The First Chapter is NOT the End of the Story

“I reached and cried out to God when I tell you He rescued me and changed my life every day after that.” He’s not done with her, yet, she adds. “Everything that has happened since I have come to Christ, it’s not just about salvation, but there’s also this present day, every day walk with Christ that we get to experience.”

Now Dana is on a mission to tell others that Christ’s forgiveness and ongoing grace are enough. Plus, she’s helping churches welcome her generation back into Christian community, where they can find help and comfort for whatever choices they’ve made. 

“If you’re at that place of darkness or you have yet to understand God or don’t get all this (spirituality) is cracked up to be, there is such an amazing more. But it does take a small leap of faith. Not a big one,” she says, “All I did was, raise my hands from the floor of my little one room apartment, and told God I couldn’t do it anymore.” To find Dana, click here.

May I pray for you?

Father in heaven, we all feel broken sometimes. Maybe we hurt because of our own decisions. Or, maybe someone else injured or abandoned us. You offer comfort to those who will admit they hurt. Often, You use kind and trustworthy friends to provide help and comfort, even a spot on their couch. We thank You for the way You designed the Christian community to be Your way of comforting and helping. Teach us to put aside our judgmental attitude. In our weakness, give us strength to be open. Help us, O Lord, to know the full impact of Your mercy and grace in our lives. May we be more like You! In Jesus’s name we pray. Amen.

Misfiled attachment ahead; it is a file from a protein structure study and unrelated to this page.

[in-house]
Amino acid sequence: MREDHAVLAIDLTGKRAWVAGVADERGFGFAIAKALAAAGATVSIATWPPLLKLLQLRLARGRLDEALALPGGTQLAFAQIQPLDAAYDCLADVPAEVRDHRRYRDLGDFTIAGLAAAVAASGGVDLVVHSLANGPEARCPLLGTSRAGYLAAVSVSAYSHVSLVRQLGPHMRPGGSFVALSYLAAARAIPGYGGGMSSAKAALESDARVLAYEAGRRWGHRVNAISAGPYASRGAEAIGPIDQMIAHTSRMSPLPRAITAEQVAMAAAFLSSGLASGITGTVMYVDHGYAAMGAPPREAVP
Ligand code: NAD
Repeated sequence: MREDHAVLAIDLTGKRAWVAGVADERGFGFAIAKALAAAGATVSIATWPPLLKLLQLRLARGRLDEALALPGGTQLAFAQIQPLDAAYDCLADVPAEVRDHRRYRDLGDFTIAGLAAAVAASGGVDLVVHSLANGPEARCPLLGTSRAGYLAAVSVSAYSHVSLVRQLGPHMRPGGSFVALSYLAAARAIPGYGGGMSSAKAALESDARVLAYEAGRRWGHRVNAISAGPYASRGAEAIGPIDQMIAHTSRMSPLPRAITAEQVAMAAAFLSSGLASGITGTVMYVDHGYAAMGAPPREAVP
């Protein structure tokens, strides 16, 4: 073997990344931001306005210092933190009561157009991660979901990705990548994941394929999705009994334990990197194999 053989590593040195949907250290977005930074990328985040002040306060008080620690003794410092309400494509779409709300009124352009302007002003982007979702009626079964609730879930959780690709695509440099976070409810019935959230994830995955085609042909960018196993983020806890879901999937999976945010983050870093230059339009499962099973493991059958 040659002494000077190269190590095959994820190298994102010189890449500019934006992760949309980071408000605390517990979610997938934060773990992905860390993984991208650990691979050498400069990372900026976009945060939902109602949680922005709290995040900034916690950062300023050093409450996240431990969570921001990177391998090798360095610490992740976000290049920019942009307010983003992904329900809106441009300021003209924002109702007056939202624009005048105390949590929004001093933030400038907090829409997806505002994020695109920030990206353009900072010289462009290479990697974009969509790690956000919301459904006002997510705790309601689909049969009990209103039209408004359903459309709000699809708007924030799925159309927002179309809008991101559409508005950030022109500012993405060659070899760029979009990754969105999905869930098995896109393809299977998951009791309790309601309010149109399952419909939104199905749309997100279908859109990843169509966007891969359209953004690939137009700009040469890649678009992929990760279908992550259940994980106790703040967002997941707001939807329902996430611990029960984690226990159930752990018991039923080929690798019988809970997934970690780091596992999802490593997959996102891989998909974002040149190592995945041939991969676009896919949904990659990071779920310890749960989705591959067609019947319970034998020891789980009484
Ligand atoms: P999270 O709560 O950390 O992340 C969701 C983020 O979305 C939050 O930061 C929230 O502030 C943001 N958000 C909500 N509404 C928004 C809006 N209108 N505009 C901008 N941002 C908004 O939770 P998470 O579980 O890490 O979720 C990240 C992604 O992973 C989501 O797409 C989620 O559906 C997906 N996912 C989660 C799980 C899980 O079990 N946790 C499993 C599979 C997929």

We love to hear from you!

Are you wanting to make changes in your parenting? How will you find a church where your baggage is welcome, too, while you figure it out? What is the best thing you’ve experienced when it comes to forgiveness?

More Stories and Wisdom to Bless Our Hearts

If, like us, fellowship and community makes you happy, you may want to check out the podcasts we’ve done with Benjamin A. Simpson, Suzy Shepherd, James Van Dyke, Colleen Long.